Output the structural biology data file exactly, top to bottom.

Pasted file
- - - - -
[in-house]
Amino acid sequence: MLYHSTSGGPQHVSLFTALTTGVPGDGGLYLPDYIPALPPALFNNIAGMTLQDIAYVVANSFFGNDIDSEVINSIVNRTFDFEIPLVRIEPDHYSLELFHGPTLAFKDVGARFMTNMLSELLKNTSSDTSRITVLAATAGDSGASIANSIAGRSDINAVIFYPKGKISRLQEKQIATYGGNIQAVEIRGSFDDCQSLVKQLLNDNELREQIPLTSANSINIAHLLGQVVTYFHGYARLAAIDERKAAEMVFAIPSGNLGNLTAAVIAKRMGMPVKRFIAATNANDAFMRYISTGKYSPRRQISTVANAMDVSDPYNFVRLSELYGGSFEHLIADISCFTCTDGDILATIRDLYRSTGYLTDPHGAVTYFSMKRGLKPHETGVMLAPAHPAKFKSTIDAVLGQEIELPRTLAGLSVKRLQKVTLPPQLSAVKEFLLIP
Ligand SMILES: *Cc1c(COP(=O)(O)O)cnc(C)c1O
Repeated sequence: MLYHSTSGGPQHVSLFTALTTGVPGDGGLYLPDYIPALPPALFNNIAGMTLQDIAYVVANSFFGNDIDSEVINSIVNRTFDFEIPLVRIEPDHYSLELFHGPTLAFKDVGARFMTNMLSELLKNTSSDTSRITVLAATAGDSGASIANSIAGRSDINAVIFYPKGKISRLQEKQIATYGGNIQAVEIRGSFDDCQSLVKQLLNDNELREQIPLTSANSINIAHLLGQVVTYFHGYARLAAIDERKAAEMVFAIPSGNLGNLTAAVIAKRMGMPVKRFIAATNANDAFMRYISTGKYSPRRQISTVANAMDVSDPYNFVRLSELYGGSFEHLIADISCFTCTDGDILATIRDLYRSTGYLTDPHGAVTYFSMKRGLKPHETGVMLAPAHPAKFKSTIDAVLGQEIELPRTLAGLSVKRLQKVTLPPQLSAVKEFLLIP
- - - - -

[in-house]
Amino acid sequence: MLYHSTSGGPQHVSLFTALTTGVPGDGGLYLPDYIPALPPALFNNIAGMTLQDIAYVVANSFFGNDIDSEVINSIVNRTFDFEIPLVRIEPDHYSLELFHGPTLAFKDVGARFMTNMLSELLKNTSSDTSRITVLAATAGDSGASIANSIAGRSDINAVIFYPKGKISRLQEKQIATYGGNIQAVEIRGSFDDCQSLVKQLLNDNELREQIPLTSANSINIAHLLGQVVTYFHGYARLAAIDERKAAEMVFAIPSGNLGNLTAAVIAKRMGMPVKRFIAATNANDAFMRYISTGKYSPRRQISTVANAMDVSDPYNFVRLSELYGGSFEHLIADISCFTCTDGDILATIRDLYRSTGYLTDPHGAVTYFSMKRGLKPHETGVMLAPAHPAKFKSTIDAVLGQEIELPRTLAGLSVKRLQKVTLPPQLSAVKEFLLIP
Ligand SMILES: *Cc1c(COP(=O)(O)O)cnc(C)c1O
Repeated sequence: MLYHSTSGGPQHVSLFTALTTGVPGDGGLYLPDYIPALPPALFNNIAGMTLQDIAYVVANSFFGNDIDSEVINSIVNRTFDFEIPLVRIEPDHYSLELFHGPTLAFKDVGARFMTNMLSELLKNTSSDTSRITVLAATAGDSGASIANSIAGRSDINAVIFYPKGKISRLQEKQIATYGGNIQAVEIRGSFDDCQSLVKQLLNDNELREQIPLTSANSINIAHLLGQVVTYFHGYARLAAIDERKAAEMVFAIPSGNLGNLTAAVIAKRMGMPVKRFIAATNANDAFMRYISTGKYSPRRQISTVANAMDVSDPYNFVRLSELYGGSFEHLIADISCFTCTDGDILATIRDLYRSTGYLTDPHGAVTYFSMKRGLKPHETGVMLAPAHPAKFKSTIDAVLGQEIELPRTLAGLSVKRLQKVTLPPQLSAVKEFLLIP